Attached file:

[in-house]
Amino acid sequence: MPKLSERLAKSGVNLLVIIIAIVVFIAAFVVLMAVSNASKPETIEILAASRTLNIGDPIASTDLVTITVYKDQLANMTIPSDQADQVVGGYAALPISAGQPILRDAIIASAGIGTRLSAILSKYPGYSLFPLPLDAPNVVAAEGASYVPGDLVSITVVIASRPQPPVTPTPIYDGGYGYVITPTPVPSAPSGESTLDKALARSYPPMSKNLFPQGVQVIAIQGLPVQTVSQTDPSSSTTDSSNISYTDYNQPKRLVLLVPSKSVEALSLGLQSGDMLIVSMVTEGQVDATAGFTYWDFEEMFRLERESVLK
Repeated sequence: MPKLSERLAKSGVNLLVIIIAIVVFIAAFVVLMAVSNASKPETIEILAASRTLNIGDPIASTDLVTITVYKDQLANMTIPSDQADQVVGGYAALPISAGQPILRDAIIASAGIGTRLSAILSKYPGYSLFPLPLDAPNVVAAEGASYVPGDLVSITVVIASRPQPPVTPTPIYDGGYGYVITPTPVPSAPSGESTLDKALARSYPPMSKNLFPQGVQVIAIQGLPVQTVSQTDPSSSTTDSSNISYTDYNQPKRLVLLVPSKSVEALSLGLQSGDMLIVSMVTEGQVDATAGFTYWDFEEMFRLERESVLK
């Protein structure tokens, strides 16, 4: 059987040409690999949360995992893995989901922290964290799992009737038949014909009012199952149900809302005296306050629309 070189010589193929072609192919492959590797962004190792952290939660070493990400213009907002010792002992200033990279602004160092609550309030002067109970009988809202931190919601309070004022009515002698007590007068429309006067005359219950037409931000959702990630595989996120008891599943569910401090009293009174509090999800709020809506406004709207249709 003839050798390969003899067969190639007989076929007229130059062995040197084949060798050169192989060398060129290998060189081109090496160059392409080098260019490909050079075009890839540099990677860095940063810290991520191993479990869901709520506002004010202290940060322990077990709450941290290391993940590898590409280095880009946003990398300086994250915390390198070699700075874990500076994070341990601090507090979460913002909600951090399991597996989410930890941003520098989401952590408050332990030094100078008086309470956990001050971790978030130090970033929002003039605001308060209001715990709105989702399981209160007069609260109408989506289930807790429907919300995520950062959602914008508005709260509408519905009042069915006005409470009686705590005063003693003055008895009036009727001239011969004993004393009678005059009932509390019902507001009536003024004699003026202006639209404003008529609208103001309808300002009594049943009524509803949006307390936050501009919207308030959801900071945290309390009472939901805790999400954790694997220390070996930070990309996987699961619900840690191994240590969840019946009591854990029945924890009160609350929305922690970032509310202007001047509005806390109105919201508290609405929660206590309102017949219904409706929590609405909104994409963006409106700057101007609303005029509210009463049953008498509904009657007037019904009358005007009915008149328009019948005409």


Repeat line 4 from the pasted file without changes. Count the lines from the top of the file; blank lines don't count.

């Protein structure tokens, strides 16, 4: 059987040409690999949360995992893995989901922290964290799992009737038949014909009012199952149900809302005296306050629309 070189010589193929072609192919492959590797962004190792952290939660070493990400213009907002010792002992200033990279602004160092609550309030002067109970009988809202931190919601309070004022009515002698007590007068429309006067005359219950037409931000959702990630595989996120008891599943569910401090009293009174509090999800709020809506406004709207249709 003839050798390969003899067969190639007989076929007229130059062995040197084949060798050169192989060398060129290998060189081109090496160059392409080098260019490909050079075009890839540099990677860095940063810290991520191993479990869901709520506002004010202290940060322990077990709450941290290391993940590898590409280095880009946003990398300086994250915390390198070699700075874990500076994070341990601090507090979460913002909600951090399991597996989410930890941003520098989401952590408050332990030094100078008086309470956990001050971790978030130090970033929002003039605001308060209001715990709105989702399981209160007069609260109408989506289930807790429907919300995520950062959602914008508005709260509408519905009042069915006005409470009686705590005063003693003055008895009036009727001239011969004993004393009678005059009932509390019902507001009536003024004699003026202006639209404003008529609208103001309808300002009594049943009524509803949006307390936050501009919207308030959801900071945290309390009472939901805790999400954790694997220390070996930070990309996987699961619900840690191994240590969840019946009591854990029945924890009160609350929305922690970032509310202007001047509005806390109105919201508290609405929660206590309102017949219904409706929590609405909104994409963006409106700057101007609303005029509210009463049953008498509904009657007037019904009358005007009915008149328009019948005409």